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re: How did linguistics influence programming? VIEW POST

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re: Interesting discussion, but it seems that somehow implies no relation between natural languages (refered in the actfl link as world language) and c...

Thank you for the reply.

I did not suggest that natural languages did not influence computer languages, only that linguistics (ie the field of study that deals with natural languages) does not seem to have considered computer languages as belonging to its field and thus has likely not influenced their evolution much. Even if, as was mentioned earlier in the discussion both language groups share "meta" concepts like "grammar", "syntax", etc.

But the thing is, we don't describe computer languages with terms like "verb" or "object" (at least not in the grammatical sense of the word), and most of the terms we use to describe them are borrowed from mathematics (function, argument, etc.) which is another field that has little to do with linguistics (and certainly does not want to be seen as being influenced but such a "soft" science :).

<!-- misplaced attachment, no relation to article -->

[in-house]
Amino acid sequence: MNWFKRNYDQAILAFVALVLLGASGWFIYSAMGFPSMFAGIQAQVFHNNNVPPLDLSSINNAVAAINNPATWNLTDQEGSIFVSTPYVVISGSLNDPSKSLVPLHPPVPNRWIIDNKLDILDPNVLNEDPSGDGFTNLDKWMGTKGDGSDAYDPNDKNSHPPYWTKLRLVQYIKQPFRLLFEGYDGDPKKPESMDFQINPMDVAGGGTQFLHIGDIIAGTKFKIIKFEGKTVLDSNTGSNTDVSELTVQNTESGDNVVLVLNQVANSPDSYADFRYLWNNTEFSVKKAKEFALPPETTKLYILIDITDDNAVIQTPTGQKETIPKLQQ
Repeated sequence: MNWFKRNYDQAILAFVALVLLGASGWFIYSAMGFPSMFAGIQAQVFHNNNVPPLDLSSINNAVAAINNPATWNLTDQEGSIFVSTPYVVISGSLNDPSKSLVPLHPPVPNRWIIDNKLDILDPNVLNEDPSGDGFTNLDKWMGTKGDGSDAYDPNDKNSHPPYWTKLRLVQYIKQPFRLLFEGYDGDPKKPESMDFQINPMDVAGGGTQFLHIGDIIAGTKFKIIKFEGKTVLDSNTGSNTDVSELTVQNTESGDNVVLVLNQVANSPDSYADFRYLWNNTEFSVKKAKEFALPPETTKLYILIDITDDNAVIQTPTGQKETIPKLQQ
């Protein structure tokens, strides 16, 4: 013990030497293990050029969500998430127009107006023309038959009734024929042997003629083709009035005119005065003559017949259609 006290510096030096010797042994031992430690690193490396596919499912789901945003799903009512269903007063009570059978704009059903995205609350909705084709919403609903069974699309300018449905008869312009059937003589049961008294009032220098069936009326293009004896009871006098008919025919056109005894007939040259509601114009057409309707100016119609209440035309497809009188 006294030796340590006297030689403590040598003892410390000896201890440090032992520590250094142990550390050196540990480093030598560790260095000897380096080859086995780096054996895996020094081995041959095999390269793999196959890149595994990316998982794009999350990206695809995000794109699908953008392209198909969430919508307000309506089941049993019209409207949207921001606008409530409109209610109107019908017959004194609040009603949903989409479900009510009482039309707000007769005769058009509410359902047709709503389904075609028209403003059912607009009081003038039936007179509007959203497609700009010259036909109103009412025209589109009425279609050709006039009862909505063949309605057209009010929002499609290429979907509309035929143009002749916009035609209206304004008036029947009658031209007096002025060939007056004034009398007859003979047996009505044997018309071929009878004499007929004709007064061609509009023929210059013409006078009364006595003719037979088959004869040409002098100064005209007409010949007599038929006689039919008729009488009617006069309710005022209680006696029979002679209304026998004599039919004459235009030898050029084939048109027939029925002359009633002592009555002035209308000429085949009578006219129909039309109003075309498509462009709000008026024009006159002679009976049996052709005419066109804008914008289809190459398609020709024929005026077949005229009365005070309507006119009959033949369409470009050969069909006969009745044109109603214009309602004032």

Both language groups deal in symbolic expressions that are or are not allowed a given degree of expressiveness, and computer languages, as products of the symbolic work of humans are bound (for now) by the expressiveness of human languages.

As far as evolution is concerned, most computer languages (Lisp dialects are an exception, I don't know of others) are not allowed to easily create new structures that belong to that language, unlike natural languages.

There is a field that I am very interested in right now, which is language learning, that also does not seem to share much between the two groups. Computer languages are mostly taught through "rote learning", while natural languages, especially when communication is a requirement, are not. In other words, for computers, we need to learn (and are practically limited to) what is "grammatically correct" while for humans we need to learn what conveys meaning, which is limitless and includes only a small part of what is grammatically correct.

To conclude this reply, artificial languages are influenced by natural languages but I have yet to find an influence of linguistic research in the area of artificial language "design", which seems to me the question asked by the OP.

But the thing is, we don't describe computer languages with terms like "verb" or "object" (at least not in the grammatical sense of the word), and most of the terms we use to describe them are borrowed from mathematics (function, argument, etc.)

Of course that the grammatical is limited by practicals term. The languages include just what is needed at the syntactic and grammatical level in order to express the subset of semantics that is needed in the problem domain for which the language is designed.

I do not know in details all the computer languages in the list but are you sure there is no programming paradigm with such grammatical stuffs?